Factors Related to Mental Health Stigma Among Church-Affiliated African Americans
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African Americans make up 13% of the U.S. population, yet represent nearly 20% of persons diagnosed with a mental illness. Studies suggest African Americans experience higher levels of mental health related stigma (MHS) than whites. In addition, African Americans have the highest rate of church attendance compared to all other racial/ethnic groups, and they are more likely to seek counsel from religious leaders. Although there is a growing body of research on MHS with African Americans, few studies have explored MHS predictors among church-affiliated African Americans – a population that may be important to examine given studies have shown that African American churches have great influence on health behaviors and beliefs among their members. This study used the Health Stigma and Discrimination Framework’s key constructs (e.g., domains, facilitators, stigma marking, manifestations) to guide examination of predictors (e.g., mental health fear, awareness, and social support, cultural and social norms, access to mental health services, demographics, mental health conditions, and mental health-related stigma beliefs) of MHS among an African American church-affiliated population. Baseline survey data from the religiously-tailored Healthy Actions to Impact Mind and Soul (Healthy AIMS) pilot intervention study, which focused on mental health screening and linkage to care services and took place in four African American churches (N=200 participants) in Kansas City, MO, was used to determine potential predictors of mental health stigma for examination. Most participants were female (79.5%), church members (78.5%) and an average age of 53 (SD = 17). Participants endorsed moderate to high levels of MHS (M = 39.03; SD = 6.8; range 11-55). Results indicated that social support (support from others and beliefs), collaborative and self-directive religious coping, and engaging in religious activities (e.g., thinking of God, meditating, praying) were significantly related to MHS. Linear regression analysis indicated that self-directive religious coping was a positive predictor of MHS. African Americans may engage in self-directive religious coping due to negative beliefs about the connection between having a mental illness and religiosity/spirituality. Future interventions may consider addressing MHS through providing tailored education and offering screening in a trusted setting, such as African American churches.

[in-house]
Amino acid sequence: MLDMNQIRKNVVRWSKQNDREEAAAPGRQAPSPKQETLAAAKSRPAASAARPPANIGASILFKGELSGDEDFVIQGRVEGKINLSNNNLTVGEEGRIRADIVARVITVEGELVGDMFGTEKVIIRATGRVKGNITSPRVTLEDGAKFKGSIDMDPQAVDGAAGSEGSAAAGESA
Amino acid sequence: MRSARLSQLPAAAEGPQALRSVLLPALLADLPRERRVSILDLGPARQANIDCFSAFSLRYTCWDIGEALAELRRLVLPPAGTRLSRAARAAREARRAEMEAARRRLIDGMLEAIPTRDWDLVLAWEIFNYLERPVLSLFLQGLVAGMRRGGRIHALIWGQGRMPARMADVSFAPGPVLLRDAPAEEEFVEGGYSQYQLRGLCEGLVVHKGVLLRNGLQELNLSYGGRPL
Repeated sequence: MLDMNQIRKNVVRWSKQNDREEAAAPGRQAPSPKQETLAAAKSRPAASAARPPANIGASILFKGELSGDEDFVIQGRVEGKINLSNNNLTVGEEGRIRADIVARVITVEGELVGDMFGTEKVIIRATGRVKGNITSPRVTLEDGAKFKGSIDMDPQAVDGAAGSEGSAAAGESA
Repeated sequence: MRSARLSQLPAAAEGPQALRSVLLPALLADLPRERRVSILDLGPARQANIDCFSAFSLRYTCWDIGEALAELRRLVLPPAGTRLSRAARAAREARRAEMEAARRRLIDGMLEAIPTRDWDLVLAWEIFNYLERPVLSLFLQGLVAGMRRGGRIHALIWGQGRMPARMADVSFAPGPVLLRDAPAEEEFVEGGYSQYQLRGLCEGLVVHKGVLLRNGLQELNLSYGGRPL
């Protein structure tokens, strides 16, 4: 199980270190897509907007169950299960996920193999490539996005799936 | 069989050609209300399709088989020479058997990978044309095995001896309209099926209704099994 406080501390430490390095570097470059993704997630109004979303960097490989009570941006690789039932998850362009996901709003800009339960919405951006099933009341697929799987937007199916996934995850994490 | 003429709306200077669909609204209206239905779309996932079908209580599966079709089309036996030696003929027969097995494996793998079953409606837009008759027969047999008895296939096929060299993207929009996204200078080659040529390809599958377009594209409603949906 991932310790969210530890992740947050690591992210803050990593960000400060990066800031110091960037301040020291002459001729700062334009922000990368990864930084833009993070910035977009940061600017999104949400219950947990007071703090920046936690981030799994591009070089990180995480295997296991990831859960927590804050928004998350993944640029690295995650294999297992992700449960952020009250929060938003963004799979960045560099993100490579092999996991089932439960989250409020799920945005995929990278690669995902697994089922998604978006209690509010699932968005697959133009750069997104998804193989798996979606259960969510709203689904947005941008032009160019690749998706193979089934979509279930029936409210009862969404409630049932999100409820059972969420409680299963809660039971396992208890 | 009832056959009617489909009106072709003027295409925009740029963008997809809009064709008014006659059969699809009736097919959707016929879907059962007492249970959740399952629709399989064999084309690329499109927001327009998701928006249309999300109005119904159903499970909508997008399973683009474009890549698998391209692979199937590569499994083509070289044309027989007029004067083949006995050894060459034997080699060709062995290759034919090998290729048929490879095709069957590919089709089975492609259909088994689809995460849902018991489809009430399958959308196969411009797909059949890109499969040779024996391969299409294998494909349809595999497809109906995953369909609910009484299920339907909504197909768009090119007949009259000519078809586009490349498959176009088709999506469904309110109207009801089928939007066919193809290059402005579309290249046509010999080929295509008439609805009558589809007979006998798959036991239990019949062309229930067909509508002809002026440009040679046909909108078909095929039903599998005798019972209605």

Table of Contents
Introduction -- Method -- Results -- Discussion -- Appendix
M.A. (Master of Arts)